UPDATED: Here is Christopher Nolan’s explanation on why he’s taking Dunkirk down the PG-13 route.
“All of my big blockbuster films have been PG-13. It’s a rating I feel comfortable working with totally. ‘Dunkirk’ is not a war film. It’s a survival story and first and foremost a suspense film.
So while there is a high level of intensity to it, it does not necessarily concern itself with the bloody aspects of combat, which have been so well done in so many films.
We were really trying to take a different approach and achieve intensity in a different way. I would really like lots of different types of people to get something out of the experience.”
‘Lots of different types of people’ in this instance apparently means 10 year olds. Because, as we know, 10 year olds at this point no longer age, so if we were to make an R rated movie concerning the bloodiest war in human history then they wouldn’t be able to see it, even if they waited three years. So the rest (and most) of the target demographics must compromise.
For once, I’d love it if one of these directors would simply have the balls to come out and say it; ‘We hope to make even more money this way’. By the way, I was underage when my friends and I went to see Saving Private Ryan. Technically, we weren’t allowed in, but we got in and the movie got our money.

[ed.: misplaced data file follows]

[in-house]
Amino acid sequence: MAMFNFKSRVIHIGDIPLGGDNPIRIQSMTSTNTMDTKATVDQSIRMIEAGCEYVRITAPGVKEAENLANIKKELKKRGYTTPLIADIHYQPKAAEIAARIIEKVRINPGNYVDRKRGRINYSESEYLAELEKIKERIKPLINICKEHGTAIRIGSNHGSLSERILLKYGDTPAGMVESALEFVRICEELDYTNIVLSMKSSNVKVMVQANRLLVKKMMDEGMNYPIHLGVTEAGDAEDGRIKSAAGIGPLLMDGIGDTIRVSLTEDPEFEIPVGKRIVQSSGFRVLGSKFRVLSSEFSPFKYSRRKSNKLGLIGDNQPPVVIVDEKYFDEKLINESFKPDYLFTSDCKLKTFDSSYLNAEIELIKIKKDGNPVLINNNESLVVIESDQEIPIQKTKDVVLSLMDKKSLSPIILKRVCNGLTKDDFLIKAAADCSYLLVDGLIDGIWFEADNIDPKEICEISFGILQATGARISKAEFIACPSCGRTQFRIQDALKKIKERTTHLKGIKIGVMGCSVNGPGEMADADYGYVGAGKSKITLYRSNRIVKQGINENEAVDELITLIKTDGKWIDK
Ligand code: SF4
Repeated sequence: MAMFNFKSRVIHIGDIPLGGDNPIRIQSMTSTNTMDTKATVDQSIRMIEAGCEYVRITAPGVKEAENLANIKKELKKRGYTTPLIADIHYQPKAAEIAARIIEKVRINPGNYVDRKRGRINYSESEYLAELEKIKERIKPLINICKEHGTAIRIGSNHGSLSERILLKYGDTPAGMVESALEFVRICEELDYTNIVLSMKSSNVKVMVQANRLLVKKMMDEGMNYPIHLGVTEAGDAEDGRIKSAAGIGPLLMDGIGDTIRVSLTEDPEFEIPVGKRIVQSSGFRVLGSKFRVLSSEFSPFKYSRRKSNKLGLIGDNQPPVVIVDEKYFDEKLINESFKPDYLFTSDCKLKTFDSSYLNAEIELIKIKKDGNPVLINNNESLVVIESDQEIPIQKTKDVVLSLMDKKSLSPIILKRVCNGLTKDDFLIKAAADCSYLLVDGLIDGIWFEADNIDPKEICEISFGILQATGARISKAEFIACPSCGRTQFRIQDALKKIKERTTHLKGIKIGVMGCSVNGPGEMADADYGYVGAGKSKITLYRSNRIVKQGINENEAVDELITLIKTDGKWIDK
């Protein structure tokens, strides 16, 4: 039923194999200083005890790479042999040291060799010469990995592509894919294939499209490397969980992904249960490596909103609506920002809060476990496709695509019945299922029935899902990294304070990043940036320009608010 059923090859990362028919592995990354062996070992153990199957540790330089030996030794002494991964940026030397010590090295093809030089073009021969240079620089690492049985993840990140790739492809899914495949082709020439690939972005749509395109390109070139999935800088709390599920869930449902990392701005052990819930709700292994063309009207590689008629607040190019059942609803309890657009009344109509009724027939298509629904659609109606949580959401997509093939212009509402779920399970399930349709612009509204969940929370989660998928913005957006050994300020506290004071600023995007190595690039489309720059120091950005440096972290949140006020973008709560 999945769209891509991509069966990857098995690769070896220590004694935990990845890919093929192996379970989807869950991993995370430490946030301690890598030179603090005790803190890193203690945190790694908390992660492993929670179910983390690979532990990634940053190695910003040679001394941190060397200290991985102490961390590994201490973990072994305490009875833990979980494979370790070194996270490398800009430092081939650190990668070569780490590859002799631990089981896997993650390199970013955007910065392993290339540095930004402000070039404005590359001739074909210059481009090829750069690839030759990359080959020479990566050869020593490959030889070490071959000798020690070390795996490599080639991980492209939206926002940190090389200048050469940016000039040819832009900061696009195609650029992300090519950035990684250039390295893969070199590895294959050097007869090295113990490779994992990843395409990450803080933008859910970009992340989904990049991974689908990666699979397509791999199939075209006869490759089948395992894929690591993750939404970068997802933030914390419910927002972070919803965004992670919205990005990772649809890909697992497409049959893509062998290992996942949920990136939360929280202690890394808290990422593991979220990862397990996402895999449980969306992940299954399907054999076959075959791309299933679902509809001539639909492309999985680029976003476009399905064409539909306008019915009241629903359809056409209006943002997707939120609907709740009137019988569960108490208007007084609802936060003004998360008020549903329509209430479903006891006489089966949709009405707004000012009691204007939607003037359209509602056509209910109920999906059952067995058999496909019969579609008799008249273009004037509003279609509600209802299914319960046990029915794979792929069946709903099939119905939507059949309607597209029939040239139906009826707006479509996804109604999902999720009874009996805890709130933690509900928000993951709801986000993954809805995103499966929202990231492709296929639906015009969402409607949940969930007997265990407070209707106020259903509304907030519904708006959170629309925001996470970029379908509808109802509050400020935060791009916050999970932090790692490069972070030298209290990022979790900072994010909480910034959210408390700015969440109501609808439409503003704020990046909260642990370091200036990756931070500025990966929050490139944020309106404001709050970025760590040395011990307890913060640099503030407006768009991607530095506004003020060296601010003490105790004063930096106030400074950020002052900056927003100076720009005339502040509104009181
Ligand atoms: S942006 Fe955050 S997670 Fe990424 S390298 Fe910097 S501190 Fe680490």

And one of the things that drove us in there was at the time, WW2 veterans were praising Steven Spielberg for his bloody, visceral interpretation of the war.
PREVIOUSLY: ‘What are we supposed to use, harsh language’?
No! Actually don’t use that either, you’ll upset the censors. In Dunkirk, anyway, now that the movie is rated PG-13. Of course, this movie isn’t quite set on the Eastern Front but it’s WW2 all the same, hardly a picnic. This should not be.
Anyway, Nolan recently said that the movie will have a triptych structure, telling the story from three points of view—air, land, and sea:
“The film is told from three points of view. The air (planes), the land (on the beach) and the sea (the evacuation by the navy). For the soldiers embarked in the conflict, the events took place on different temporalities,” Nolan said (via Google translation). “On land, some stayed one week stuck on the beach. On the water, the events lasted a maximum day; And if you were flying to Dunkirk, the British spitfires would carry an hour of fuel. To mingle these different versions of history, one had to mix the temporal strata. Hence the complicated structure; Even if the story, once again, is very simple.”
So I don’t know, should our enthusiasm alter now?